Even now, while they are just making out on the couch, he is able to transport them to the Riviera. So, it's only in their minds-- where, after all, is their love?

Next Song: One Way Love

Sunday, September 7, 2014

I Can Feel It Happening to Me

[Note: According to the liner notes I have, the author of this work is "unknown," but I am including it just in case.]

This is a very mature song, and an old-fashioned one, more along the lines of "Bewitched, Bothered and Bewildered" or "Embraceable You" instead of an Elvis or Everly song.

The song is set in the same circumstances as "Some Enchanted Evening," another song of that ilk. Our speaker sees a stranger from across a crowded room... OK, so he doesn't say it was "crowded," per se, but still, "I saw you clear across the room."

"I can feel it happening to me," he begins, ending with, naturally, "Let me see/ That you can feel it happening to you." This, then, is the theme-- did lightning strike her, too?

At first, he assumes, yes: "...when your eyes met mine/ Then the fire was there/ Desire was there." It's a bossa nova-ish number, but the emotion is as physically taut as a tango: "I'm aware of something very strange/ Deep inside, I know there's been a change...  Then the chills began/ Thrills began/ I held my breath/ Half-scared to death/ My knees grew weak/ I couldn't speak."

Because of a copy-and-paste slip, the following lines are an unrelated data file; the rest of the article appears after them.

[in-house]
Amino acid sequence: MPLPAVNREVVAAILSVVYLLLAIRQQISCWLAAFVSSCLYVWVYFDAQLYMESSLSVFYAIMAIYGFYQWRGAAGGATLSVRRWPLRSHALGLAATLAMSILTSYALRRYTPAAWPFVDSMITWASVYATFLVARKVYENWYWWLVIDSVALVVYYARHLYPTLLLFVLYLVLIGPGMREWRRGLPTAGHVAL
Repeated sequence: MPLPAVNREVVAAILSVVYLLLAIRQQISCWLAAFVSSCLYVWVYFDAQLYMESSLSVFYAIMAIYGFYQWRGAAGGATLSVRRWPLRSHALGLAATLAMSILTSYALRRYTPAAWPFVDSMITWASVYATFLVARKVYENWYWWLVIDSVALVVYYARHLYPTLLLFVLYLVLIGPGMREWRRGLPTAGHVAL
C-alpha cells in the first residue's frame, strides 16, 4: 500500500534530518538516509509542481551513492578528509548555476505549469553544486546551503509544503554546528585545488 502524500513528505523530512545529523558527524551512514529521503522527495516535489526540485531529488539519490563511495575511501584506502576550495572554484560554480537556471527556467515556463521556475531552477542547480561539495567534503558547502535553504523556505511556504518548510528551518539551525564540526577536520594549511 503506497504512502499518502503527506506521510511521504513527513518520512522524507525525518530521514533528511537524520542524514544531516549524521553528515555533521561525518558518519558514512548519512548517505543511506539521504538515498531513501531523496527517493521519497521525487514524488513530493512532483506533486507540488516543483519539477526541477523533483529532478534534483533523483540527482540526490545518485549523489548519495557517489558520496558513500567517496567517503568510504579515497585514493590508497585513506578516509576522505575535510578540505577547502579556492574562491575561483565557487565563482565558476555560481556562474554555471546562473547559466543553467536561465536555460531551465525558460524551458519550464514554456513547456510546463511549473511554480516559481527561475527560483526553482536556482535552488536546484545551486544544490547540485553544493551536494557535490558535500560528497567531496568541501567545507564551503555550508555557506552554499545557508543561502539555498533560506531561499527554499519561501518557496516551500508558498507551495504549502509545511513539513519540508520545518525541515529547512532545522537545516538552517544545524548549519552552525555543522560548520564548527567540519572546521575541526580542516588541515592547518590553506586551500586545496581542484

Then, he has doubts. What are the chances of lighting striking twice? "It started suddenly... can it be that love begins so fast?" Probably not... And did he ruin everything by his behavior due to his assumption/ hope that it had? "I'm afraid that I'll frighten it away/ If I... stare too much."

The song uses repetition in a very sly, sophisticated way to indicate that, regardless of whether she requites his ardor (yet)... he still has to say 'Hello' first! "Here I am/ Wondering how to let you know/ That here I am/ Wanting you with all my heart/ But when to start?"

To recap-- He sees her, has a love-at-first-sight experience, thinks she caught the spark too, and almost faints. Then he recovers and thinks, "Oh, great. I really came across as desperate. I imagined a whole relationship in my head and I don't even know her name yet. All right, let me take a breath. I'll wait for an opening-- stop ogling her! Come on, get a grip!-- and try to introduce myself without proposing if I can."

In the hands of a teenager such as Simon/Landis at this point in his career, the whole thing comes across, unfortunately, as a bit too sophisticated. This song belongs, instead, in the repertoire of a Mel Torme or Wayne Newton.

Next Song: Let's Make Pictures

Monday, September 1, 2014

The Growing Up Years

This is a special song if only for the fact that its arrangement consists of just Simon (sorry, Landis) and his semi-acoustic guitar. It's also a thoughtful rumination on adolescence.